Maryam D'Abo: 'It's like losing a layer of skin – you experience life more intensely'
The actress Maryam D'Abo was lucky to survive when she had a brain aneurysm. Her experience inspired a moving film that she hopes will give voice to other sufferers of brain injuries
Maryam D'Abo describes the sensation of having a brain haemorrhage as like "shotguns in my head" – a series of explosions arising from the rupturing of an aneurysm that had formed on one of her blood vessels in the subarachnoid. The London-based actress underwent this harrowing experience five years ago, while she and her film director husband Hugh Hudson were staying with friends in Los Angeles.
"I had been having acute headaches for six months before, which I'd attributed to hormonal changes of a woman in her forties. But when we flew to America, I was suffering terrible headaches from the time we got off the plane. Two weeks later I woke up feeling out of sorts, but thought I'd work it off exercising on our friends' Stairmaster. After about five minutes, I felt dizzy, as if I was going to faint, then this massive heatwave – whoosh! – swept up through my head, followed by the 'explosions'. "
D'Abo says she went from sweating to freezing, and started vomiting violently. "I just remember I had so much pain in my head that I was trying not to move, praying it would go away." At first, she was misdiagnosed as suffering from viral meningitis – its similar symptoms of sweating, headaches, nausea and sensitivity to light and noise can lead to brain aneurysms initially being undetected. But as her condition worsened, after three days she was admitted to the renowned neurosurgery department of Cedar-Sinai Hospital. Lumbar puncture revealed the haemorrhage, and an emergency four-hour operation was carried out to prevent further blood seepage into the brain.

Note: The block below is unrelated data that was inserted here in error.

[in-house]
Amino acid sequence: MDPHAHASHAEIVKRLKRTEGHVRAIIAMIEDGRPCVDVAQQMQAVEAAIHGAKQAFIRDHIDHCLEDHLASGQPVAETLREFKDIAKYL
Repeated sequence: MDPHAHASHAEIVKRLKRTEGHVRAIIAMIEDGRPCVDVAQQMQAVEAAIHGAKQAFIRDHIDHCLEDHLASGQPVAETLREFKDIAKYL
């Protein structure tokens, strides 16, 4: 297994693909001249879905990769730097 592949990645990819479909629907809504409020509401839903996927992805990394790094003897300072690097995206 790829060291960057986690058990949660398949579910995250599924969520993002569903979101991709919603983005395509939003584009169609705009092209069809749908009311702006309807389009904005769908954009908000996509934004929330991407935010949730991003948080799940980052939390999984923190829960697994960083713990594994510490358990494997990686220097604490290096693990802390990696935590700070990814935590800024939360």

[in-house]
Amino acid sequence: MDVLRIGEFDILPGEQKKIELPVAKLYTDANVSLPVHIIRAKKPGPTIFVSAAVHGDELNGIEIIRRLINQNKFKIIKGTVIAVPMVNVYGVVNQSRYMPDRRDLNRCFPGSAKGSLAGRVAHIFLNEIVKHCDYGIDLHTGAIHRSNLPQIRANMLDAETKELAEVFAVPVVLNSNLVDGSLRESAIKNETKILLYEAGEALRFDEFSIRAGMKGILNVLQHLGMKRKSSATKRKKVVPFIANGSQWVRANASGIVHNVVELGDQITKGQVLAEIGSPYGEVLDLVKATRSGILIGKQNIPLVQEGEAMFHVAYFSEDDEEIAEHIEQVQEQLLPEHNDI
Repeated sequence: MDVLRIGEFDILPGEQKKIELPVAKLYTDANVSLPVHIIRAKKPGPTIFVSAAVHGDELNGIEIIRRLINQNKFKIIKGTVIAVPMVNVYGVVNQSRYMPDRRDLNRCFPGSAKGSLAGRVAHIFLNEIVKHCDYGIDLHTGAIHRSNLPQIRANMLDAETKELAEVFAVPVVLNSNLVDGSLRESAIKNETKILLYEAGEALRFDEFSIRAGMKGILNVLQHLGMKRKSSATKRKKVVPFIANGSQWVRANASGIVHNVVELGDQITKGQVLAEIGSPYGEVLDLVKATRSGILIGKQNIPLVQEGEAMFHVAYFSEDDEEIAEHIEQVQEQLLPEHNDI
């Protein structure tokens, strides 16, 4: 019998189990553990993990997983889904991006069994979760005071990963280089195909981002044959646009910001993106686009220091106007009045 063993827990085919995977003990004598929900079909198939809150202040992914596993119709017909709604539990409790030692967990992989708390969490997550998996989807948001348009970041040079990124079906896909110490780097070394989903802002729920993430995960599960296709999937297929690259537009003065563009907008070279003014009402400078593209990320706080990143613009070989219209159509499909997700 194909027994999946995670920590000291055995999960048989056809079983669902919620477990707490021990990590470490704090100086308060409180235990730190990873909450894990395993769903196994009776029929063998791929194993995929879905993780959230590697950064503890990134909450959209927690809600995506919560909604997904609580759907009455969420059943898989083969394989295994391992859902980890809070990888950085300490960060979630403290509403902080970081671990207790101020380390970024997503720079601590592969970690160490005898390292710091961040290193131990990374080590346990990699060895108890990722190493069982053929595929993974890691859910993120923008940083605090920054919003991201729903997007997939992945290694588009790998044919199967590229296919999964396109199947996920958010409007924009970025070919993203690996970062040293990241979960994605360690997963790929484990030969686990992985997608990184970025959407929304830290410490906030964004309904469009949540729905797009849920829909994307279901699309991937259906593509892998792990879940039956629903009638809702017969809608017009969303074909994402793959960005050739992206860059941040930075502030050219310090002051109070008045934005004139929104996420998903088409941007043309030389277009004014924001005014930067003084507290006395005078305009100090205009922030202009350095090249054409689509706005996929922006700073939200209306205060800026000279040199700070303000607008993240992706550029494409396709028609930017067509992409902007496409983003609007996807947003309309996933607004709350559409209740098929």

"Luckily, my aneurysm was accessible, whereas some occur in parts of the head that are hard for surgeons to get to," explains D'Abo.
It is estimated that only one in 10 of those who suffer actual brain haemorrhages survive, and of those who do reach neurosurgery, only one-third return to their pre-haemorrhage state, one-third die within a month of operating, and a further third have severe disabilities for the rest of their lives. No one is certain what causes aneurysms, but her own experience prompted D'Abo to make a documentary explaining the ordeal, and giving voice to other sufferers of brain injury.
Rupture: Living With My Broken Brain is at times graphic and disturbing, but at other moments poignant, funny and even uplifting. It was scripted by writer and neurologist Paul Broks, who had access to D'Abo's stream-of-consciousness diaries, was directed by Hudson, and has music specially composed and performed by Hudson's old friend and associate from Chariots of Fire, Vangelis, along with that of Mark Knopfler, performed and donated to the film. It features D'Abo's interviews with people such as Quincy Jones who, like her, suffered a brain haemorrhage in his forties, jazz guitarist Pat Martino, who for several years "forgot" how to play until he underwent surgery to correct an aneurysm, and former literary editor of The Observer, Robert McCrum, who suffered a haermorrhagic stroke that left him partially paralysed.
All these were people who, like D'Abo, "made it back from brain injury", and the intention of the film "is to give hope to others fighting the same problem, and to help their families to understand what their loved ones are going through".